Specific investments can carry tax benefits, as well. For instance, income earned from municipal bonds is generally income tax-free at the federal level and, in some cases, at the state and local levels, too. Other tax-smart investments may include tax-managed mutual funds, whose managers work deliberately and actively for tax efficiency, as well as index funds and exchange-traded funds that passively track long-term investments in a target index. It's important to check with your tax advisor to make sure you understand the tax features of these investments.

4. Match investments with the right account type

It's important to make sure you're taking full advantage of tax-efficient investments by holding them in accounts with the appropriate tax treatment. Investing in this way can help ensure that you're realizing all potential tax benefits without increasing your tax liability.
  • Investments that regularly generate taxable income, such as taxable bonds or stock funds with high turnover, may be better held in tax-deferred accounts — traditional IRAs, for instance — to gain the best potential tax benefit.
  • Tax-neutral investments, such as tax-managed mutual funds and municipal bonds, are generally better suited for a non-tax-deferred account, like a taxable brokerage account. The reason? If your investments don't generate high taxes, there is less of a need to defer them, so there is little reason to put them in an account that could restrict your access to them.
Just be sure that the decisions you make about where to hold various investments are consistent with your overall financial strategy.

5. Hold investments longer to avoid unnecessary capital gains

It is rarely worth holding on to a stock you are ready to sell simply to avoid taxes — with one exception. While gains recognized on stocks held for a year or less are taxed at ordinary income rates, gains recognized on stocks held longer than a year are taxed at the long-term capital gains rate — currently 15% for most investors and 20% for high-income taxpayers. As a result, it may make sense to delay selling appreciated stocks until they qualify for long-term capital gains treatment. (There are currently legislative proposals under consideration to increase the top capital gains tax rate; you can read about them here.) Again, always check with your tax advisors.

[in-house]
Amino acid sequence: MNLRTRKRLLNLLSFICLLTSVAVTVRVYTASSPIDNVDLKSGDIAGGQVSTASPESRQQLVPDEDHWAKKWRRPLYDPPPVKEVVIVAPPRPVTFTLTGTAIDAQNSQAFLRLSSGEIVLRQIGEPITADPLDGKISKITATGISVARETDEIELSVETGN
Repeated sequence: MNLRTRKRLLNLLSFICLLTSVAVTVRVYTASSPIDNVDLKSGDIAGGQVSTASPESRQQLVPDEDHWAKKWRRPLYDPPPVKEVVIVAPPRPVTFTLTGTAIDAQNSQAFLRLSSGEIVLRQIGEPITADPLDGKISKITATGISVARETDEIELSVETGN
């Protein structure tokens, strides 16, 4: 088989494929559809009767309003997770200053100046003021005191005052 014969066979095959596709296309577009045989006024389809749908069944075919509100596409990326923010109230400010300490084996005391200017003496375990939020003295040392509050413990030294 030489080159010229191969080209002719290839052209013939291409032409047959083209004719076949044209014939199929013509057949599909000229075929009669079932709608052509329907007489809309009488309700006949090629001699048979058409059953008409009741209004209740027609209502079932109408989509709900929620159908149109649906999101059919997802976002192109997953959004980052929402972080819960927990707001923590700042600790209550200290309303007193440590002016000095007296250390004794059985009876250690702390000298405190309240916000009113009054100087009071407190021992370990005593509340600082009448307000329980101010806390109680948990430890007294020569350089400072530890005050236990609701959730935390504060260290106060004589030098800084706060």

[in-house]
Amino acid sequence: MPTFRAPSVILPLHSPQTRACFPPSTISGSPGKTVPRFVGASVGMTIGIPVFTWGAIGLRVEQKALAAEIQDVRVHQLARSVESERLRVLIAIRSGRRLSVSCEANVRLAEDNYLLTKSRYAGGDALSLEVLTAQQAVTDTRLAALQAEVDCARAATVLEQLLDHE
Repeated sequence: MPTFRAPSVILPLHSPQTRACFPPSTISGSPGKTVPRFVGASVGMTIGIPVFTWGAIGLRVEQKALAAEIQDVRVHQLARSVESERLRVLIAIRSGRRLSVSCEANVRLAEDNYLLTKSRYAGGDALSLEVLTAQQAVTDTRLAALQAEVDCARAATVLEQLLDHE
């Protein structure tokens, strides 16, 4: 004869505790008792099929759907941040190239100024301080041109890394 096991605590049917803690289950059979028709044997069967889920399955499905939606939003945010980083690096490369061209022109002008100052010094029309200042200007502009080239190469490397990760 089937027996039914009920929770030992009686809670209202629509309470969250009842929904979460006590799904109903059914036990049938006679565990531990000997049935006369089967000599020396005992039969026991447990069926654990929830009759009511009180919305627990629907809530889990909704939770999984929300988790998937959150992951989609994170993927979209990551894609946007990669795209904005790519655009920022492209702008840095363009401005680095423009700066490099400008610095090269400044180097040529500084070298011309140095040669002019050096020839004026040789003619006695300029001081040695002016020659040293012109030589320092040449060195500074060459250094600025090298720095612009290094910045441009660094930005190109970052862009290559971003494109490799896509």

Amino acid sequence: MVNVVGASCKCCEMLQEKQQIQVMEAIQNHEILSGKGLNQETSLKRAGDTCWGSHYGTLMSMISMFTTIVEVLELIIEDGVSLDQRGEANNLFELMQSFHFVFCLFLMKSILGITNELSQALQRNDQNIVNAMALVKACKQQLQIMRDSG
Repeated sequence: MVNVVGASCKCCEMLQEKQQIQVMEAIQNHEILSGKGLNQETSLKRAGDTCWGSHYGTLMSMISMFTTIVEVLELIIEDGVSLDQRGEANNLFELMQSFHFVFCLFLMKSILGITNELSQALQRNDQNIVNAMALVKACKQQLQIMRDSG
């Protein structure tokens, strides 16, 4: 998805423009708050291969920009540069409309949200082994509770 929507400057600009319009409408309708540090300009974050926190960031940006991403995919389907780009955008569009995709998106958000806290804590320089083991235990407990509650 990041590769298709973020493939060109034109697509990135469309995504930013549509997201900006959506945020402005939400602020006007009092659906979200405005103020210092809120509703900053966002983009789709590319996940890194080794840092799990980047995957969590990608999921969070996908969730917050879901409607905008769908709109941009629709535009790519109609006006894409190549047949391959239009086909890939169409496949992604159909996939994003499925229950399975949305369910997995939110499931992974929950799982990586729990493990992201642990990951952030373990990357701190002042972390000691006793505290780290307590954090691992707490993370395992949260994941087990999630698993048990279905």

6. Harvest losses to offset gains

Using any investment losses you may have to offset your investment gains each year — a technique called "tax loss harvesting" — can help reduce your income tax liability. And, if your investment losses exceed your gains, you can use them to offset up to $3,000 of taxable income each year as well, with additional losses carried forward to future tax years. For higher earning investors, a higher long-term capital gains tax rate plus a potential additional net investment income tax of 3.8% if the net investment income tax applies, can make "tax loss harvesting" even more valuable. But consult your tax advisor to ensure that the wash sale rules won't prevent you from using this strategy.
Whatever strategies you use, remember that tax-efficiency isn't the only consideration for your investment decisions. You also need to think about how each investment can help you pursue your diversification, liquidity and overall investment goals — at a level of risk you are comfortable with. Tax efficiency then becomes another way to help you choose among your investment options. Be sure to consult with your professional tax advisor before making decisions that will affect your taxes.
Next steps

Investing in fixed-income securities may involve certain risks, including the credit quality of individual issuers, possible prepayments, market or economic developments and yields and share price fluctuations due to changes in interest rates. When interest rates go up, bond prices typically drop, and vice versa. Income from investing in municipal bonds is generally exempt from federal income tax and state taxes for residents of the issuing state. While the interest income is generally federal income tax exempt, any capital gains distributed are taxable to the investor. Income for some investors may be subject to the federal alternative minimum tax (AMT). The investments discussed have varying degrees of risk, and there is always the potential of losing money when you invest in securities. Some of the risks involved with equities include the possibility that the value of the stocks may fluctuate in response to events specific to the companies or markets, as well as economic, political or social events in the U.S. or abroad.

Merrill, its affiliates, and financial advisors do not provide legal, tax, or accounting advice. You should consult your legal and/or tax advisors before making any financial decisions.